Carnegie Mellon University

Fall 2017 Events

We often associate Martin Luther and his Reformation of the Church with changes in theological understanding and impact on the German language through his path-breaking bible translation. But the Reformation’s influence on social institutions, such as the home, the school, and the workplace, are arguably as great and as long lasting. This presentation will trace these developments in German society into the Eighteenth Century.

October 2017 will mark the 500th anniversary of Martin Luther’s posting of his 95 Theses Against Indulgences- the event traditionally regarded as the start of the Protestant Reformation. This movement, and the simultaneous movement for reform within Roman Catholicism, helped transform the fabric of western society in both the short and the long term, and in ways both intended and unforeseen. This talk will examine the modern legacies of the Reformation, particularly as they relate to on-going concerns such as pluralism and the accommodation of difference, the relationship between church and state, and the place of religion in secular society.

Legacies of the Reformation
Chris Hallstein and Allyson Creasman
November 15, 2017
Baker Hall 154R
4pm - 5:30pm

Alissa HartigThis presentation considers the role of disciplinary concepts in the L2 legal writing classroom, offering a model for connecting language and disciplinary knowledge through concept-based instruction. Drawing on evidence from learners’ written drafts, in-class interactions with peers, and individual tutoring sessions, the presentation follows the trajectories of two international lawyers as they learn to read and write new genres in a second language and legal culture. Learners’ success with these genres depends not only on their language proficiency and orientation to tasks, but also on their internalization of fundamental disciplinary concepts that shape genre conventions.

Treading on “lawyers’ land”?
Second language legal literacy and concept-based instruction

Alissa J. Hartig, Portland State University
October 31, 2017
3:30 – 5:00pm
Wean Hall 4625

Did you know that the three Abrahamic faiths (Islam, Judaism & Christianity) coexisted comfortably for hundreds of years in Spain? Did you know that nearly 8% (4000 words) in Spanish come from Arabic?

Come! Taste, hear & see the wonders of Hispano-Arabic culture with the Department of Modern Languages and MLSAC at "From Al-Andalus with Love," a wonderful celebration of one the greatest examples of multiculturalism & its continuing impact on so much of our world! Food! Music! Games! Dance!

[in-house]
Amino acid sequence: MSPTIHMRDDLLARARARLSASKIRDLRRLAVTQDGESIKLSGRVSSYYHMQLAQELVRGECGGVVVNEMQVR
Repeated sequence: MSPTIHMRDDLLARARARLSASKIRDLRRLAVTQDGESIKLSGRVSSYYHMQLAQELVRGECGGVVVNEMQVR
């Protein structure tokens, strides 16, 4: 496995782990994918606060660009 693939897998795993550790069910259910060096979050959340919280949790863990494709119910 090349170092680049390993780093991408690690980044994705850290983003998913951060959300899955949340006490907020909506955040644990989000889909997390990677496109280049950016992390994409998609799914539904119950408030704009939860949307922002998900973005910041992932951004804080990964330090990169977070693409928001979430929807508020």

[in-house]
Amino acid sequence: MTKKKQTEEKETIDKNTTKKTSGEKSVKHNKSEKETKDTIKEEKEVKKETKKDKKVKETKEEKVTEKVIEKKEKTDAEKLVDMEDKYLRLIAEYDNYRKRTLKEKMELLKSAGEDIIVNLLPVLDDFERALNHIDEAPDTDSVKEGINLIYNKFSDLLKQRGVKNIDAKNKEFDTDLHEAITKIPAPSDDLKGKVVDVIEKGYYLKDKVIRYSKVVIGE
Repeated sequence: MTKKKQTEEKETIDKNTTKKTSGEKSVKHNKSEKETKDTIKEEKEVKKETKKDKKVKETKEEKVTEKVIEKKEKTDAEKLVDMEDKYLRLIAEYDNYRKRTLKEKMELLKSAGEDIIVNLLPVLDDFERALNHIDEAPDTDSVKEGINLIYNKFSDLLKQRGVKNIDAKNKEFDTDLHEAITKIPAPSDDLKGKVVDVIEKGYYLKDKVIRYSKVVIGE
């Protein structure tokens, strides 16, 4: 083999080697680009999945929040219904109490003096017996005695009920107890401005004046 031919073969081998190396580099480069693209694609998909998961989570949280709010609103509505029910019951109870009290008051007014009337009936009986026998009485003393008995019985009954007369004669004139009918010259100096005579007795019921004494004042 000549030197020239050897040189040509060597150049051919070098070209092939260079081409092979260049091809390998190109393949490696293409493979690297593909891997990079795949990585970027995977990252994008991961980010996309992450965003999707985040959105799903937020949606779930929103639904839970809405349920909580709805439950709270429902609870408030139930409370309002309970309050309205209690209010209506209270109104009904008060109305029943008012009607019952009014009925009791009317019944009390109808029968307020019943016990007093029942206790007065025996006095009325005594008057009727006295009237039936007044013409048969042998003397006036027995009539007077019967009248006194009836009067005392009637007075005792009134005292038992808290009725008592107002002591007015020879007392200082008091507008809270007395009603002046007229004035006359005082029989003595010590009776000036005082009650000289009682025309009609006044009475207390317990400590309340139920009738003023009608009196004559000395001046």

The event is free and open to the public and was organized by the CMU Department of Modern Languages and MLSAC.

“Al-Andalus With Love”
October 26, 2017
Center for Diversity & Inclusion on the lower level of Cohon University Center

Tatyana Gershkovich (Assistant Professor of Russian Studies) will discuss Beyond the Ant Brotherhood, her digital project to create dynamic timelines of Leo Tolstoy’s life and works.

Christopher Phillips (Assistant Professor of History) will discuss his similarly public-facing digital project entitled The Carnegie Mellon Encyclopedia of Science History.

Presenting their projects side by side, they will aim to illustrate some of the possibilities and limitations of digital tools as a means to pursue humanistic research.

The Promise (and False Promises?) of Digital Humanities
October 18, 2017
4:00p.m. - 5:30p.m.
Baker Hall 154R

Since 2005, Angela Merkel has redefined not only the way Germans see themselves but also the way that politicians worldwide perceive women in power. The East German daughter of a Protestant pastor, this physicist-turned-politician has deployed her life experiences to cultivate a unique set of leadership skills. Her pragmatic, data-driven, and future-oriented approach to politics – grounded in a commitment to democratic pluralism, human rights, and personal responsibility – has produced extraordinary paradigm shifts in many national policies in the wake of major European crises. This talk will provide an overview of Merkel’s leadership performance across key domains, contextualizing them within the broader context of German policies before and after unification. It will also analyze personal socialization factors that have contributed to her hard-earned status as the World’s Most Powerful Woman.

Becoming the World's Most Powerful Woman
Friday, October 13
4:30-6:00 pm • Baker Hall A53
Joyce Mushaben
Curators’ Professor of Comparative Politics & Gender Policies
University of Missouri- St. Louis

The Center for International Relations and Politics
Department of Modern Languages
Department of History